If you have a soft spot for those fluffy-tailed felons as amusing additions to your backyard, try diversion feeding, an effective tactic to lure squirrels away from the birdfeeder by providing them with their own food source. Set up a squirrel feeding station away from birdfeeders and make it easy for squirrels to access their own platform feeder filled with favored temptations. This can satisfy squirrels and allow for a “birds only” oasis at the birdfeeder.

Try “Critter Munchies,” a blend of whole yellow corn, striped sunflower, peanuts in the shell, black oil sunflower and raw peanuts.

If you’re among the bird lovers who have tried countless devices and gimmicks over the years to thwart seed-stealing squirrels, using taste aversion and diversion feeding tactics can help you win the age-old war at your backyard birdfeeders. For more information, visit coleswildbird.com.

Photos courtesy of Cole’s Wild Bird Products


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home gardening

7 Budget-Friendly Gardening Hacks

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(Family Features) Gardening can be a simple way to beautify your yard, relieve stress and save money on your grocery bill, but like any hobby, you can get carried away buying necessary equipment.

Fun, frugal and environmentally friendly, these tricks can help you create a cost-effective garden:

  1. Use a yardstick and permanent marker to mark inches and feet on the handle of your rake, shovel or hoe. The next time you plant, simply lay the marked handle along the row to create perfectly spaced holes for seeds.
  2. Line the bottom of a clay pot with a coffee filter to keep soil from leaking out the bottom.
  3. Use empty plastic water bottles or clear milk jugs to fill the bottom of large pots. They reduce the weight of the pot and require less soil to fill.
  4. To test your seeds to see if they’re still viable for this planting season, place a wet paper towel inside a zip-top bag, drop in 3-4 seeds and wait a week to see if anything grows.
  5. One way to help prevent weeds is lining your garden with a layer of newspaper. Just top two or three sheets of newsprint with a layer of pine needles, grass clippings or dried leaves for an eco-friendly and inexpensive weed barrier.
  6. Keep gardening twine handy. Nail a funnel to your potting bench with the spout pointing downward, feed the twine through and your string will never go missing. For a more portable solution, place a ball of twine inside a canning jar, make a hole in the lid and feed the end of the twine through the hole. Now, you can take twine anywhere, tangle-free.
  7. There is no need to buy expensive potting systems for starting seedlings. Place several cardboard toilet paper rolls inside a clean plastic clamshell, like those used for premade salads. Fill each cardboard tube with potting soil and plant. Once your seedlings grow too tall for the clamshell, simply tear off the top lid.

Find more ideas for creating a garden without spending a bundle at eLivingtoday.com.

Photo courtesy of Unsplash


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Family Features

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home gardening

5 Tips for Choosing Gardening Essentials

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(Family Features) Whether you’re a new homeowner ready to tackle the landscaping for the first time or a seasoned gardener looking to do some updating, when it comes to gardening, you simply need the right tools to do the job well.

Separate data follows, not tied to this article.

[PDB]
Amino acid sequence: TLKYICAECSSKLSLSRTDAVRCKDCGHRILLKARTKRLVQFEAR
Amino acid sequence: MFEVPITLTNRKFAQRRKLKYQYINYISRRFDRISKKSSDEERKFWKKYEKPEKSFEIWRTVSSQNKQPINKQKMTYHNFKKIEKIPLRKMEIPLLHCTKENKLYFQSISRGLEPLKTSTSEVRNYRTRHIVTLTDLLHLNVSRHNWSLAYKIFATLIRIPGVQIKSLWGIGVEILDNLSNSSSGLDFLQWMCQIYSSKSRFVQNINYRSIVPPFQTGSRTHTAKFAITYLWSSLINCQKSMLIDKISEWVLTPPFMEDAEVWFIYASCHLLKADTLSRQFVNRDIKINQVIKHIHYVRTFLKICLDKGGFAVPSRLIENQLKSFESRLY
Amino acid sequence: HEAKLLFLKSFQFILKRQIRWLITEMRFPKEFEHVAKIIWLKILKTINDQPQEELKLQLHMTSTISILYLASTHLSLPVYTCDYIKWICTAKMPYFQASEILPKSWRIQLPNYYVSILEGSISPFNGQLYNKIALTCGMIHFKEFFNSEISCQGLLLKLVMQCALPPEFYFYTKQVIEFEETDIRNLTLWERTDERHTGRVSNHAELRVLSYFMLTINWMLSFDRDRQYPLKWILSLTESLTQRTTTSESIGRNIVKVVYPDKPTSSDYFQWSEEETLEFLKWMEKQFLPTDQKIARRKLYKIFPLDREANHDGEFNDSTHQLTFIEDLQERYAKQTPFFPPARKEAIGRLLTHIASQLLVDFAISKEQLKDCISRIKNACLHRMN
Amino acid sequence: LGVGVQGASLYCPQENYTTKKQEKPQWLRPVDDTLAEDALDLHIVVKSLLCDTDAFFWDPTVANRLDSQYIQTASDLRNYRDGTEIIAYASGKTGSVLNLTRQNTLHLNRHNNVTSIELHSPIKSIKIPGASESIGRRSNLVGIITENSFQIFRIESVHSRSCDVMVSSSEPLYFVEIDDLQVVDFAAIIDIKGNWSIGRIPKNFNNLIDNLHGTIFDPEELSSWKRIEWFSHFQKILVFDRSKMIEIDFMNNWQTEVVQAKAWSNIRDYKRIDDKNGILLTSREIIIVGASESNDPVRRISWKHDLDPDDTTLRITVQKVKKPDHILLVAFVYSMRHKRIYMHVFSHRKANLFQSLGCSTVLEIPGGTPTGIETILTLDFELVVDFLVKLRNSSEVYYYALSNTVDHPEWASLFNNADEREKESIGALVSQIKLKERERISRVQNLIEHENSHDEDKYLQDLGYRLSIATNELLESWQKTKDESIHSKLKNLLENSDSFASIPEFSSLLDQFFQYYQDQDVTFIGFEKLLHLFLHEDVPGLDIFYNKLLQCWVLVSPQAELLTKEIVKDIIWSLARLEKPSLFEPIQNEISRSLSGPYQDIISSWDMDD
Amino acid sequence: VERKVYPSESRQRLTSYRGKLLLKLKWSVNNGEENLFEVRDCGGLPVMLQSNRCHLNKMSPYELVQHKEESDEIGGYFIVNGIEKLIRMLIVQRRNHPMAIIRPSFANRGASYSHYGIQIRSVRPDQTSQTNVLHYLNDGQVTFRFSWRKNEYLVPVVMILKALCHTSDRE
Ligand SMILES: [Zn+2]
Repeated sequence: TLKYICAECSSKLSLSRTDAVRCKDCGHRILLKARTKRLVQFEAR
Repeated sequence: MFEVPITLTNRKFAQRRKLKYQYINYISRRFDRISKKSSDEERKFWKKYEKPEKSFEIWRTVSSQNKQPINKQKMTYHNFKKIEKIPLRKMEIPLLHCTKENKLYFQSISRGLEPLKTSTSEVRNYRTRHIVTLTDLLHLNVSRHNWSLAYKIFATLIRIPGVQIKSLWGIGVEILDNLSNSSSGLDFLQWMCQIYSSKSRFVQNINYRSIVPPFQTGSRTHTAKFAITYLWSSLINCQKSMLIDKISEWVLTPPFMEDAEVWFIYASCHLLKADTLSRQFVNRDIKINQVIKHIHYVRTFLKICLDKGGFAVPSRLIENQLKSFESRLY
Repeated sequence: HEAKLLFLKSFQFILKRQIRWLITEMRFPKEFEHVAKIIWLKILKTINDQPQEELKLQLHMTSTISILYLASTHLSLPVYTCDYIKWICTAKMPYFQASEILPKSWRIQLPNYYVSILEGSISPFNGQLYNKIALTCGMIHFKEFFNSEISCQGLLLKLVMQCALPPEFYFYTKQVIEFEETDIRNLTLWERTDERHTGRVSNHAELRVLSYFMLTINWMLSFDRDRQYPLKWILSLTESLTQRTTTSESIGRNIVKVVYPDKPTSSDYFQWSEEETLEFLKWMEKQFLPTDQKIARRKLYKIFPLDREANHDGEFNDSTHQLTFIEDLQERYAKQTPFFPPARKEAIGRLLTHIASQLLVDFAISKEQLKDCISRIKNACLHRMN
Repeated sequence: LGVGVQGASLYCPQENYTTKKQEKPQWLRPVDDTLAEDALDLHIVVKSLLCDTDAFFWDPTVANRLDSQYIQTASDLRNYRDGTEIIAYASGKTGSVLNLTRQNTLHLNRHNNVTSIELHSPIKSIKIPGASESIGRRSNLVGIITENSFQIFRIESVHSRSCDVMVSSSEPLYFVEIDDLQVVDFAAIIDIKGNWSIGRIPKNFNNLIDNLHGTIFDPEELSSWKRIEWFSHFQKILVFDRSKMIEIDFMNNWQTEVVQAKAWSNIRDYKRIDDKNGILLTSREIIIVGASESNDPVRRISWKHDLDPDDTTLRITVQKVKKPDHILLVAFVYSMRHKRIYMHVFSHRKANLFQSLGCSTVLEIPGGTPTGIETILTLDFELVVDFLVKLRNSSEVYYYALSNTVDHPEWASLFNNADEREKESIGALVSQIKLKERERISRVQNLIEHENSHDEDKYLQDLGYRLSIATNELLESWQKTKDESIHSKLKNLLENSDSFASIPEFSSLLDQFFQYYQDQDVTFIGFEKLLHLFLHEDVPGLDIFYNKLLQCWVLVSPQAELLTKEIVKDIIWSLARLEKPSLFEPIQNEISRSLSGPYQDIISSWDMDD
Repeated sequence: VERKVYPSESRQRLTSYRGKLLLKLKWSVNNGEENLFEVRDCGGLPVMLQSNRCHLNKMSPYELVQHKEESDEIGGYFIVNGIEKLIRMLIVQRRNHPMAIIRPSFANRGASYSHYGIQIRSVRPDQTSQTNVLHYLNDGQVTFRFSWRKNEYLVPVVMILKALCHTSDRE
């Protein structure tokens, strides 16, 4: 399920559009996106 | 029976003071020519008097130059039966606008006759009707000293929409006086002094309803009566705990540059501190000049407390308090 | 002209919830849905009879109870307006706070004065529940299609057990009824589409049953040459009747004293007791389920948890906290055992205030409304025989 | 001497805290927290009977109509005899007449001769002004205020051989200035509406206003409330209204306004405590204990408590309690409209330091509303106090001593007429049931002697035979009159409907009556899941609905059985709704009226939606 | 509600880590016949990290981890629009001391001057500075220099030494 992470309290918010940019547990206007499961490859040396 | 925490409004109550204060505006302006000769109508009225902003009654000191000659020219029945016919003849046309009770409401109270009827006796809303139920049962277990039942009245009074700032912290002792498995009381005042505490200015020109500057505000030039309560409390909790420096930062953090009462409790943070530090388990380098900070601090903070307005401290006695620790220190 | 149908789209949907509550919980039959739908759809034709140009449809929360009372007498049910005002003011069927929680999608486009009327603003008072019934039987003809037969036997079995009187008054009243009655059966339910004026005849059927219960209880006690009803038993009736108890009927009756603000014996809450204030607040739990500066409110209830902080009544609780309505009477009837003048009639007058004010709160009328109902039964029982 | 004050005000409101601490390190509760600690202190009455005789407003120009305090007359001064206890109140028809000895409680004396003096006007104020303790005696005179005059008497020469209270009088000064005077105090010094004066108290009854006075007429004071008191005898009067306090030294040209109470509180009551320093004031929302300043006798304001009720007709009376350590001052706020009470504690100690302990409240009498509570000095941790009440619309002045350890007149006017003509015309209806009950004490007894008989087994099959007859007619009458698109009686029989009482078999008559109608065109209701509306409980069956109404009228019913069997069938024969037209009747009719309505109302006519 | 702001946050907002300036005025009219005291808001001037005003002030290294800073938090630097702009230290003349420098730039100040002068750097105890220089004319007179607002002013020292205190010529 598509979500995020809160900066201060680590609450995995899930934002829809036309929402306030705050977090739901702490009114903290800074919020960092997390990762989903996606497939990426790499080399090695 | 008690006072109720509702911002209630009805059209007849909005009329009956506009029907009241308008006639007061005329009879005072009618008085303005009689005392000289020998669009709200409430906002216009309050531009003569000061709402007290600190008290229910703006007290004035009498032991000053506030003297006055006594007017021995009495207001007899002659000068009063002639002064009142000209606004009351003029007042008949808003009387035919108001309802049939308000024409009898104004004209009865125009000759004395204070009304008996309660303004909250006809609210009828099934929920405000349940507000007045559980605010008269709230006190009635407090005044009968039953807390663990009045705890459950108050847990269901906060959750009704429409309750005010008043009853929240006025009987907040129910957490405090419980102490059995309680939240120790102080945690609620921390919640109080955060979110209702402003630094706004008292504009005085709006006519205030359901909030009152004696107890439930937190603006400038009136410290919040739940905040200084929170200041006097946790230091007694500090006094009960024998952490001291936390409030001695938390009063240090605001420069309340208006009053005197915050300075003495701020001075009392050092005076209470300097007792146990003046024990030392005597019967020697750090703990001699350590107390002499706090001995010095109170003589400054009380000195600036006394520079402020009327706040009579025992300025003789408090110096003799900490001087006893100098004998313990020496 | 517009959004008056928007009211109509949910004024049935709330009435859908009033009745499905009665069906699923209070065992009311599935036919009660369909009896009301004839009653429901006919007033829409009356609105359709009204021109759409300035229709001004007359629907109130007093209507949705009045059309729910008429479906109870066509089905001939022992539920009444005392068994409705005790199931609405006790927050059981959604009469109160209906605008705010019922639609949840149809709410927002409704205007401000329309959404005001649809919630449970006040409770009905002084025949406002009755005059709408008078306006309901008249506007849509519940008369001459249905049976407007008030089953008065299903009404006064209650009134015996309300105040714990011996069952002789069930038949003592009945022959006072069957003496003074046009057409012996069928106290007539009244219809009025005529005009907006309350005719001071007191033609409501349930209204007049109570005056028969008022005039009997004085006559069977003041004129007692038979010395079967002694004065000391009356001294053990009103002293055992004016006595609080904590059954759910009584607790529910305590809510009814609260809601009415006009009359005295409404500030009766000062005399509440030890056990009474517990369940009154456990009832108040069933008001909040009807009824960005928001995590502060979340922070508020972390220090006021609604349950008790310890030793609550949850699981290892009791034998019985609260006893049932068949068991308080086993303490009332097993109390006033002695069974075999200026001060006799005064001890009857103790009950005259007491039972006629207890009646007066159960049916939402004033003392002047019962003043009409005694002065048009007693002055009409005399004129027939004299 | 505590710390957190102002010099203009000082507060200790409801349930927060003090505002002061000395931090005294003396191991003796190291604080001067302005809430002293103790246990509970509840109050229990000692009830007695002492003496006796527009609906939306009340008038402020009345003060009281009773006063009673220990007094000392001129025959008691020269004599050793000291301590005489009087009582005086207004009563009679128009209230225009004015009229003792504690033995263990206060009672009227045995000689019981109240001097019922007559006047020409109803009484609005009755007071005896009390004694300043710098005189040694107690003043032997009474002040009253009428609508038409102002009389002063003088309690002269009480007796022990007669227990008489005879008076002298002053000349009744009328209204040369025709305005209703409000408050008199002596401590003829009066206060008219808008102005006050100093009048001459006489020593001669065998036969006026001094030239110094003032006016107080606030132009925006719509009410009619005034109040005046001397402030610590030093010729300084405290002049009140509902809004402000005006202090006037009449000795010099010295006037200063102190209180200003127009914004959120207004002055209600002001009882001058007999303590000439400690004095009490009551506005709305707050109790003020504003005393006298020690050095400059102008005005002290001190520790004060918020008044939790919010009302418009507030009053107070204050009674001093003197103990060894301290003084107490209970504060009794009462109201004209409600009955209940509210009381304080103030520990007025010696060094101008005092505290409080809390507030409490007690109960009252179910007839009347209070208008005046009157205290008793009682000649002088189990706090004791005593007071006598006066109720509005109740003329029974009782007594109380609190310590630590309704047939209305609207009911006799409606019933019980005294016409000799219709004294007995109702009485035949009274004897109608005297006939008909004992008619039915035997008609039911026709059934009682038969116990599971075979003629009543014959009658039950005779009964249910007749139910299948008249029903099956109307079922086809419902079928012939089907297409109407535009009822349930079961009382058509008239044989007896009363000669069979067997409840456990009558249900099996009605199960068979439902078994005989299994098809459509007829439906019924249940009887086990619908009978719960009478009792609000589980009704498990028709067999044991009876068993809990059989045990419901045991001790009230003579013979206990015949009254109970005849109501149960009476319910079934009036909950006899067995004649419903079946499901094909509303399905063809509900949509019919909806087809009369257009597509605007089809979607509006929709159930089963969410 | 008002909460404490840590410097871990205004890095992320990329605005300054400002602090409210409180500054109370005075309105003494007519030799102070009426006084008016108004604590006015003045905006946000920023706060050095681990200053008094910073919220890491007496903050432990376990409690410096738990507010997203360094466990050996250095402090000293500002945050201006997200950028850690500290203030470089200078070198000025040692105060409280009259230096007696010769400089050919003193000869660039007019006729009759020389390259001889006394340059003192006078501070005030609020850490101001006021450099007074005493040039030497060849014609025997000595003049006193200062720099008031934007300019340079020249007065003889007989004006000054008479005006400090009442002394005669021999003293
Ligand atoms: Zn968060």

Consider these tips when purchasing essentials for your tool shed.

Shovel: A shovel with a pointed blade is a good all-around choice for digging, mixing and moving soil. Conversely, a flat-bladed shovel should be used for “cutting” tasks such as straight-side trenches and edging. After narrowing down which style of shovel best meets your needs, check the metal to ensure it’s well-constructed and won’t bend or break easily. Check fittings such as bolts and screws to ensure the blade and handle are strongly connected and can withstand reasonable pressure. Finally, spend a few minutes testing out the tool to ensure it fits well in your hand.

Rake: With numerous materials and shapes to choose from, finding the right rake can be intimidating. A basic fan-shaped rake with metal fingers is a universally accepted, long-lasting option. Select a model with plenty of give in the fingers if you’ll be raking large areas and don’t want to damage the ground below. A rake made of firmer metal allows you to work and smooth soil. Purchasing the broadest width you can comfortably handle allows you to cover more ground, which means less work.

Depending on the space you’ll be tending, you may also consider purchasing a garden fork, which has fewer tines than a traditional rake and is ideal for aerating, weeding and turning small sections of soil.

Hoe: Whether flat or pointed, a hoe is essential for a weed-free garden. Flat versions can also be useful for breaking up clumps and hard spots on the surface while pointed hoes make quick work of rows and mounds to protect and irrigate your plantings.

Shears: A variety of shears are available to accomplish a wide range of garden tasks. Larger shears are ideal for big jobs such as shaping hedges, while smaller pruning shears are meant for snips and sprucing. Quality metal and sharp blades are important features. Be sure to choose a model with a safety latch to lock blades when not in use.

Gloves: Even if you eagerly embrace the chance to get your hands dirty, no tool shed is complete without a sturdy pair of gloves. Choose a material tough enough to protect from thorns but pliable enough to allow for free movement. Proper fit is key to avoiding blisters.

Find more gardening tips and advice at eLivingtoday.com.

Photo courtesy of Unsplash


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Family Features